Modern slavery and human trafficking statement 2022-23
Introduction from the Chief Operating Officer
Modern slavery is a crime and a violation of fundamental human rights. It takes various forms, such as slavery, servitude, forced and compulsory labour and human trafficking, all of which have in common the deprivation of a person's liberty by another to exploit them for personal or commercial gain. We are committed to improving our practices to combat slavery and human trafficking.
This statement is made pursuant to section 54(1) of the Modern Slavery Act 2015 and constitutes our slavery and human trafficking statement for the financial year ending 31 July 2023.
We are a leading UK university in the higher education sector, with a reputation for excellence in teaching and research, strong links with business and industry and unrivalled sporting achievement. The University has over 19,760 students and over 3,600 staff. In 2022/23, we had total income of £379.1 million and total expenditure of £348.7 million.
澳门六合彩论坛app's Chancellor is the formal principal officer. The Chancellor is also an ex-officio member of the University Council and confers degrees on 澳门六合彩论坛app’s graduates. The University Council is the governing body, responsible for the University's strategy and overall governance. It is the official emp
loyer of all staff and meets four times a year. Its Chair is the Senior Pro Chancellor, Christine Hodgson. Senate is responsible for the academic work of the University, academic awards, teaching and research quality. Its membership is drawn from the academic staff of the University.
The day-to-day running of the University is the responsibility of the Vice Chancellor and President, Professor Nick Jennings, who is the academic and executive head. The Vice Chancellor works closely with the University Executive Board (UEB) which includes: Deputy Vice-Chancellor and Provost, four Pro Vice Chancellors, the Chief Operating Officer, the Chief Financial Officer, nine School Deans, the Associate Chief Operating Officer and Director of Organisational Development & Change and the Director of Planning & Secretary to UEB. He also works closely with other senior leaders through the University Leadership Group. The University has , over 100 research groups, institutes and centres, and .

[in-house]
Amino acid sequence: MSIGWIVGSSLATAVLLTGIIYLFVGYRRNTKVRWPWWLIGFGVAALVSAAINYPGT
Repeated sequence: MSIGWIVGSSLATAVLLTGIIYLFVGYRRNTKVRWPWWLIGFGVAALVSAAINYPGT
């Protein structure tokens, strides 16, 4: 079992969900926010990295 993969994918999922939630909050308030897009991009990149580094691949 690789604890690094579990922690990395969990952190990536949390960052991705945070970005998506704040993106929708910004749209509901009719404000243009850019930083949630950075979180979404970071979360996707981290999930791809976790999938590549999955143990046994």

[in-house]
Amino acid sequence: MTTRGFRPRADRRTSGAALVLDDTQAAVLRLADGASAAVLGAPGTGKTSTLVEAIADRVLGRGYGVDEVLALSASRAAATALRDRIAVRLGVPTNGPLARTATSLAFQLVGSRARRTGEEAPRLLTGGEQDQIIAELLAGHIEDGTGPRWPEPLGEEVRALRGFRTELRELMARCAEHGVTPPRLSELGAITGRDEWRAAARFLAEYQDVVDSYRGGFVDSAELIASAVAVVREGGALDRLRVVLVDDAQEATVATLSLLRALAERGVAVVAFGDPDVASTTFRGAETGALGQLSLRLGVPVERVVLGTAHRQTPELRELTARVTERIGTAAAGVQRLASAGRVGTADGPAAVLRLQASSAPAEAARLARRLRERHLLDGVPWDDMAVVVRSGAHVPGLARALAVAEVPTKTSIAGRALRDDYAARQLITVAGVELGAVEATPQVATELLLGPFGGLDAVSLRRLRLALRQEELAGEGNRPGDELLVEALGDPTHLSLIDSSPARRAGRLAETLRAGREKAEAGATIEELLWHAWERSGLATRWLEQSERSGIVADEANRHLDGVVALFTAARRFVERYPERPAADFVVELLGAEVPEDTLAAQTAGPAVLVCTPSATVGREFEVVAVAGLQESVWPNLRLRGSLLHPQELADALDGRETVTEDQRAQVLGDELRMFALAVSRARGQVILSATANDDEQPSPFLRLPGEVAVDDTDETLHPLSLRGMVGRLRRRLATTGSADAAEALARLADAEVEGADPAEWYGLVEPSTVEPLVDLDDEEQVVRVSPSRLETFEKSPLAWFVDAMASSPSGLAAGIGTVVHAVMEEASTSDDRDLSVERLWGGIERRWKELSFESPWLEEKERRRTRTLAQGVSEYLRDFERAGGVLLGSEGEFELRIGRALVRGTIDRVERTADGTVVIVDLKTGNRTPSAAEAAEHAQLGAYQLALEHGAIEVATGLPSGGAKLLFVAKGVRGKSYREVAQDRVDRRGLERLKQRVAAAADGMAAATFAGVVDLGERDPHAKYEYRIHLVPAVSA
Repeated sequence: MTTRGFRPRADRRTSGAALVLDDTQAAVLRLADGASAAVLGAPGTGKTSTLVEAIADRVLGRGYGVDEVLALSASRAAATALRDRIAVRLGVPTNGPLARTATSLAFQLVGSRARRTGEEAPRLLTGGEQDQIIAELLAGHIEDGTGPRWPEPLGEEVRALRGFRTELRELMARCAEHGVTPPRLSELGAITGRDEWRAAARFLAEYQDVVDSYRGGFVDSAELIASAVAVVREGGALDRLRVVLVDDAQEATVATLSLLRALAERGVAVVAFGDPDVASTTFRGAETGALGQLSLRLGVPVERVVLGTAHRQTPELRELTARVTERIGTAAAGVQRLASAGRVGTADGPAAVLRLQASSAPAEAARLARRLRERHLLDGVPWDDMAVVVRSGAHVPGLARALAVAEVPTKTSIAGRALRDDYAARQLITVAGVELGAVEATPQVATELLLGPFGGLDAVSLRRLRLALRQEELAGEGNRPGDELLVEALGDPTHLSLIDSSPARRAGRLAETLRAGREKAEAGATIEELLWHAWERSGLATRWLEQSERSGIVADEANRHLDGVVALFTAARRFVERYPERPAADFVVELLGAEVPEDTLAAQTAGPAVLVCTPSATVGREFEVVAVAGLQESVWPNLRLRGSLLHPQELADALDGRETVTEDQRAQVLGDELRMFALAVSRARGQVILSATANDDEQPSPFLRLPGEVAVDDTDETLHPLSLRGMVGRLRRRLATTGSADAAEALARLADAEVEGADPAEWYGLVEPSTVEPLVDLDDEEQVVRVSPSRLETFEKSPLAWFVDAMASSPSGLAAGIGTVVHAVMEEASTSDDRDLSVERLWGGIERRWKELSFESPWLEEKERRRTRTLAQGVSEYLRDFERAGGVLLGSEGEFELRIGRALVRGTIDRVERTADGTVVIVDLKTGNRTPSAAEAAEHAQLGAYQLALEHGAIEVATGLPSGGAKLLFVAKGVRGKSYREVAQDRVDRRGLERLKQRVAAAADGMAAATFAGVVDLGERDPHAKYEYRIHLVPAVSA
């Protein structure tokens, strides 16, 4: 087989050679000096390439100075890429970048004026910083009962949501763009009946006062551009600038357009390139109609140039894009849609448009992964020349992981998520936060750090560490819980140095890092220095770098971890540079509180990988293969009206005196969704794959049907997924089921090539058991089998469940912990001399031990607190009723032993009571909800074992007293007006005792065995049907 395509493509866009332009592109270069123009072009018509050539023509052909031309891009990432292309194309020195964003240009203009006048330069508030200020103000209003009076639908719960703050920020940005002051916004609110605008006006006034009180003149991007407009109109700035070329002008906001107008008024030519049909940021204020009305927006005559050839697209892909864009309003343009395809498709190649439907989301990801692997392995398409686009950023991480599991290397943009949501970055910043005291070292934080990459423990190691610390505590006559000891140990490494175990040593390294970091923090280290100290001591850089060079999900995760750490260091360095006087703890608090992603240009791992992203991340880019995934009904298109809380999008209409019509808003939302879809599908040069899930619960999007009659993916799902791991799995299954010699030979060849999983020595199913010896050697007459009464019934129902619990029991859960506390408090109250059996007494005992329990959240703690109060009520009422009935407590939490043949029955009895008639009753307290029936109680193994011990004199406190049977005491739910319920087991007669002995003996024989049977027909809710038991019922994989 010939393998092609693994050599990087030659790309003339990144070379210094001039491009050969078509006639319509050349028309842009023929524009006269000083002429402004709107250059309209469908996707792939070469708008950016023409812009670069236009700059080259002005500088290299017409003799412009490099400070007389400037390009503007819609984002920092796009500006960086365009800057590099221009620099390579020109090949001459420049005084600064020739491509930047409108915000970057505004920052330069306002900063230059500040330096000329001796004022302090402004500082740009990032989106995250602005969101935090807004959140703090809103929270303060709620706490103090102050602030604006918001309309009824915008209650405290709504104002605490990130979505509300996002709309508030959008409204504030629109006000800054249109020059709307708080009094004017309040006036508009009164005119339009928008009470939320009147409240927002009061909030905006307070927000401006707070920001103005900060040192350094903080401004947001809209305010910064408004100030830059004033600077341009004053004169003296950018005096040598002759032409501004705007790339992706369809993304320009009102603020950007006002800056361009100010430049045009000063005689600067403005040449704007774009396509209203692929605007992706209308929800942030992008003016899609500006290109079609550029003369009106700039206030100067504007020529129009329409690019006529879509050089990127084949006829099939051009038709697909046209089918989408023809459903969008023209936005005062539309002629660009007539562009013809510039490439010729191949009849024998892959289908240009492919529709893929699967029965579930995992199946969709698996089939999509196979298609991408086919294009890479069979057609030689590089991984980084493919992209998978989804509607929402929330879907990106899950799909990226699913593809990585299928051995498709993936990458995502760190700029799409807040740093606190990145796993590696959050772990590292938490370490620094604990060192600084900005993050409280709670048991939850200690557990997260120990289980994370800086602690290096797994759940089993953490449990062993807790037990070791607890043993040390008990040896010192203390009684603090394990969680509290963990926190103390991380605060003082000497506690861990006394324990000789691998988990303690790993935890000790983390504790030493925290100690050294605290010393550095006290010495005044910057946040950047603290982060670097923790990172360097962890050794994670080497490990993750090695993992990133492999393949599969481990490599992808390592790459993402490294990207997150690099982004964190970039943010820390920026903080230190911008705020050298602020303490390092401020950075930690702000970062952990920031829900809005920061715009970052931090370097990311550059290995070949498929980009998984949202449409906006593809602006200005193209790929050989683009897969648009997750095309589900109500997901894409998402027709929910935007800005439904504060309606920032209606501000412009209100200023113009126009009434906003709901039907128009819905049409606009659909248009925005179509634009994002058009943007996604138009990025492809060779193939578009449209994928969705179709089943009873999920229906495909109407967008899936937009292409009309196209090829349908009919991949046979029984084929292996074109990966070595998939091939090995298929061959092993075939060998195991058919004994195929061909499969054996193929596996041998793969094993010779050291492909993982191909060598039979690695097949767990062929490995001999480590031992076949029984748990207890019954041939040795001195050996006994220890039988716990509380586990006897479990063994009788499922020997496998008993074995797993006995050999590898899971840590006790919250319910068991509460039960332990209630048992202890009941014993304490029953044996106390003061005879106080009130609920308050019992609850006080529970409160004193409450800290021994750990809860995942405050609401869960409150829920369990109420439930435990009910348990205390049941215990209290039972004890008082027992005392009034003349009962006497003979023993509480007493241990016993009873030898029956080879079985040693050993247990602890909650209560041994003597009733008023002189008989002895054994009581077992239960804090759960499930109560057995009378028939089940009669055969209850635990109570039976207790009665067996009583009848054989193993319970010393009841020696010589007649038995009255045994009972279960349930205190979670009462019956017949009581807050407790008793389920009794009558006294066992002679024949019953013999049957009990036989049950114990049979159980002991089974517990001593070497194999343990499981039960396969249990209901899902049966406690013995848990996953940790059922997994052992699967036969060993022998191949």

Our supply chains
We categorise our procurement spend as follows: (% split based on 2022-23 spend profile, where total procurement spend was £102m)
|Indicative percentage split
|Estates / Construction
|Laboratory & Medical
|Travel & Accommodation
|IT & Telecommunications
|Domestic / Cleaning
We have undertaken a high-level risk assessment of our contracts, identifying where supply chains extend into sectors and territories that are high risk in terms of the potential presence of modern slavery. The high-risk sub-categories identified are estates/construction, IT & telecommunications, catering supplies and services, specialist cleaning services, taxis, laboratory supplies (gloves), and personal protective equipment/workwear/sports kit/promotional leisurewear.
Our policies on slavery and human trafficking
Our University Strategy, workplace policies and procedures demonstrate our commitment to acting ethically and with integrity in all our business relationships. We are committed to ensuring that there is no modern slavery in our supply chains, or in any part of our business. Our HR policies and procedures reflect UK employment law.
Our Whistleblowing Policy provides guidance to staff, students, members of its Council and other members of the University on the procedure for the disclosure of information which, in that person’s reasonable belief, is in the public interest and tends to show one or more types of malpractice, impropriety or dangers as specified in the Policy.
The University’s Procurement Regulations require compliance with the Modern Slavery Act 2015 (see clause 1.5. (c)).
The University’s Sustainable Procurement Guidance Note explicitly references the Modern Slavery Act 2015, with slavery and human trafficking included within the pre-procurement risk assessment tool. It also prompts consideration of the appropriateness of using labour standards (including ILO core conventions) as selection criteria.
Our Ethical Investment Policy includes a commitment to make investments in an ethically responsible manner.
Due diligence processes for slavery and human trafficking
As well as being reflected in our policies and procedures, the requirements of the Modern Slavery Act 2015 are built into our working documents ensuring all tendering exercises undertaken by the Procurement team incorporate the standard modern slavery risk mitigation measures.